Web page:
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  • Writer's pictureDunlap & Shipman

New Practice Area - IMMIGRATION LAW

The Department of Homeland Security (“DHS”) and the U.S. Department of State (“DOS”) have recently implemented a new rule that is anticipated to affect a substantial number of green card and visa applicants. The so-called “Inadmissibility on Public Charge Grounds” rule allows immigration officers to deny an applicant based on a determination that the applicant is likely to become a “public charge” after admission to the United States or adjustment of status to that of a legal permanent resident. Specifically, an applicant may be found “inadmissible” if, in the discretion of a reviewing officer, he or she is likely to receive public housing, food stamps, Supplemental Security Income, or other government benefits for more than 12 months in any 36-month period. The rule applies to petitions and applications filed or postmarked on or after February 24, 2020. 

In determining whether an applicant is likely to become a public charge, immigration officers now consider several factors which include the applicant’s age, health, family status, assets and liabilities, education, skills, proficiency in English, and whether the applicant has received government benefits in the past. Factors are broken down into positive and negative factors. For example, a person's age between 18 and 61 is considered a positive factor, while a person’s age outside of this range will be considered a negative factor. In most circumstances, applicants may be able to counter a negative factor with evidence of self-sufficiency. For example, an applicant who is over 61 years old might present evidence of the existence of independent financial resources, such as savings or income which is at least 125% of the Federal Poverty Guidelines. Certain factors will be weighted more heavily than others. For example, receipt of Medicaid benefits (with certain exceptions) or the existence of a medical condition with no evidence of insurance coverage or financial resources to pay for medical costs are considered heavily weighted negative factors and will play a significant role in an officer’s public charge determination.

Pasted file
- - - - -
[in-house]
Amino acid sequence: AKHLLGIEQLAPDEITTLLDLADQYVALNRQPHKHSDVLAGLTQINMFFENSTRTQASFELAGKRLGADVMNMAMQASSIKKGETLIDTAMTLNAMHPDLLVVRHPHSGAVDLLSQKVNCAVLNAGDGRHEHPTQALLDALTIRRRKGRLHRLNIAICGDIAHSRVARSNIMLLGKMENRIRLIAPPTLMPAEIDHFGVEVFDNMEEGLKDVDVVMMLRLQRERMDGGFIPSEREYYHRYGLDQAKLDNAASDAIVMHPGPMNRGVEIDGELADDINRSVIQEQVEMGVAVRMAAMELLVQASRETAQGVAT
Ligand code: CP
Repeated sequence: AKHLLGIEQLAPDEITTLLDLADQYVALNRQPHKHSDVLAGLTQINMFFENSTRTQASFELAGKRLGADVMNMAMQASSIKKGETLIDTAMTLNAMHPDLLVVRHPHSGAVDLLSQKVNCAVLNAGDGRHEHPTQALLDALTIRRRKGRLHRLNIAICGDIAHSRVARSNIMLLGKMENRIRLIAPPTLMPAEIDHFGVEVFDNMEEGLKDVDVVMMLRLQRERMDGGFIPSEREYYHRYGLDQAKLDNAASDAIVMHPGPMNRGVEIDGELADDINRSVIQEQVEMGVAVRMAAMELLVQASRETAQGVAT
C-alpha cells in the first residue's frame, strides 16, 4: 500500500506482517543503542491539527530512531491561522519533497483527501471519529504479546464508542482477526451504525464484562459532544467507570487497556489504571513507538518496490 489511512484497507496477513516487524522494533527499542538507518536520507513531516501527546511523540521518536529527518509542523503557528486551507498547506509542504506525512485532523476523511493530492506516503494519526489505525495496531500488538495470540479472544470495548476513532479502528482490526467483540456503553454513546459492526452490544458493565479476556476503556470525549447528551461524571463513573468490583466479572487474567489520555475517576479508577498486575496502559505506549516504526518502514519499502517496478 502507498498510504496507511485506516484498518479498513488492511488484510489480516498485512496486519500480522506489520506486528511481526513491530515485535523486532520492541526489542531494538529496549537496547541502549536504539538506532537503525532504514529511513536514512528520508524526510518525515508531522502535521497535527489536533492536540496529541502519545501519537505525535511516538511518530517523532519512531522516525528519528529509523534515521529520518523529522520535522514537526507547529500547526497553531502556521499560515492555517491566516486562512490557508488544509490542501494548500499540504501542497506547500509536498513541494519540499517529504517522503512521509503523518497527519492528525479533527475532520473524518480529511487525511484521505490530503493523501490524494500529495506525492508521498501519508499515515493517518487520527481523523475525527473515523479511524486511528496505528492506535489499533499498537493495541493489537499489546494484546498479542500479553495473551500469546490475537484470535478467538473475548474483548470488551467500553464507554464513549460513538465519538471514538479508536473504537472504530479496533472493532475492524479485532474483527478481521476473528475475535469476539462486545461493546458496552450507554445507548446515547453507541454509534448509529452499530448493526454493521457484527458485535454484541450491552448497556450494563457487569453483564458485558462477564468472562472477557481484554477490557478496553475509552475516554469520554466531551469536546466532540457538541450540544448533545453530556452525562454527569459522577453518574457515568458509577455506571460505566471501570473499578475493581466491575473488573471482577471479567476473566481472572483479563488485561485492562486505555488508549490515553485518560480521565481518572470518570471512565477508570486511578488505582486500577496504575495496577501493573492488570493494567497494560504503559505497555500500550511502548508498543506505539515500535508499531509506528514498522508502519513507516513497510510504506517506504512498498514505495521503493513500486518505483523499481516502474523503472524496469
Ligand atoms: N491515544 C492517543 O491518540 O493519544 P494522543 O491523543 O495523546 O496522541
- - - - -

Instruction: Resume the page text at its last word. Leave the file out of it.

After taking into consideration all information presented by an applicant, an immigration officer will make a determination regarding the applicant’s admissibility based upon the totality of circumstances, rather than any specific factor. It is important that an applicant for immigration benefits who is subject to the public charge rule timely gather all relevant documents and information and be prepared to present evidence and arguments to counter any negative factors. 

While DHS and DOS follow similar guidelines in the application of the public charge rule, a few variations exist. Applicants subject to the public charge rule who apply for adjustment of status within the United States are required to submit Form I-944, Declaration of Self-Sufficiency. Applicants undergoing consular processing will be prompted to complete Form DS-5540.

For further questions or information regarding the public charge rule or its potential effect on your case, please contact us for a consultation. 

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